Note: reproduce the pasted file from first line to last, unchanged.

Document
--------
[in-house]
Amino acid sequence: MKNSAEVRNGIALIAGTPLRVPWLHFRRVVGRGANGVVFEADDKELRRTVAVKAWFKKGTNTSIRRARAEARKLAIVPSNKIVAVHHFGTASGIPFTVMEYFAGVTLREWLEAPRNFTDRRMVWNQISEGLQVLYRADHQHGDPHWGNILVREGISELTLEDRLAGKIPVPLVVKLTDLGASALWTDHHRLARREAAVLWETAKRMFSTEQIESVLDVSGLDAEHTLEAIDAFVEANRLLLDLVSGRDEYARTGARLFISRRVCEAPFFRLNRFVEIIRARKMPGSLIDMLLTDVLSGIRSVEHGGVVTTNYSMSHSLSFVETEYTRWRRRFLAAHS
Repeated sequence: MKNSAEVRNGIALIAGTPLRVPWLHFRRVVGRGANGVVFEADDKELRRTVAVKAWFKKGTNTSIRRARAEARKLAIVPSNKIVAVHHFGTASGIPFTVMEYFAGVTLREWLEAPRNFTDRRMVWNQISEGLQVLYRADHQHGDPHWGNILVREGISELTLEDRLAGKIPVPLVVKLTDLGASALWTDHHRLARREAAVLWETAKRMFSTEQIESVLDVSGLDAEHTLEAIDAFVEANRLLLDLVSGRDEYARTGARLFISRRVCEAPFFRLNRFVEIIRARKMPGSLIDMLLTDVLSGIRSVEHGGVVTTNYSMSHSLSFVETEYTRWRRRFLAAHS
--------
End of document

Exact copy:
[in-house]
Amino acid sequence: MKNSAEVRNGIALIAGTPLRVPWLHFRRVVGRGANGVVFEADDKELRRTVAVKAWFKKGTNTSIRRARAEARKLAIVPSNKIVAVHHFGTASGIPFTVMEYFAGVTLREWLEAPRNFTDRRMVWNQISEGLQVLYRADHQHGDPHWGNILVREGISELTLEDRLAGKIPVPLVVKLTDLGASALWTDHHRLARREAAVLWETAKRMFSTEQIESVLDVSGLDAEHTLEAIDAFVEANRLLLDLVSGRDEYARTGARLFISRRVCEAPFFRLNRFVEIIRARKMPGSLIDMLLTDVLSGIRSVEHGGVVTTNYSMSHSLSFVETEYTRWRRRFLAAHS
Repeated sequence: MKNSAEVRNGIALIAGTPLRVPWLHFRRVVGRGANGVVFEADDKELRRTVAVKAWFKKGTNTSIRRARAEARKLAIVPSNKIVAVHHFGTASGIPFTVMEYFAGVTLREWLEAPRNFTDRRMVWNQISEGLQVLYRADHQHGDPHWGNILVREGISELTLEDRLAGKIPVPLVVKLTDLGASALWTDHHRLARREAAVLWETAKRMFSTEQIESVLDVSGLDAEHTLEAIDAFVEANRLLLDLVSGRDEYARTGARLFISRRVCEAPFFRLNRFVEIIRARKMPGSLIDMLLTDVLSGIRSVEHGGVVTTNYSMSHSLSFVETEYTRWRRRFLAAHS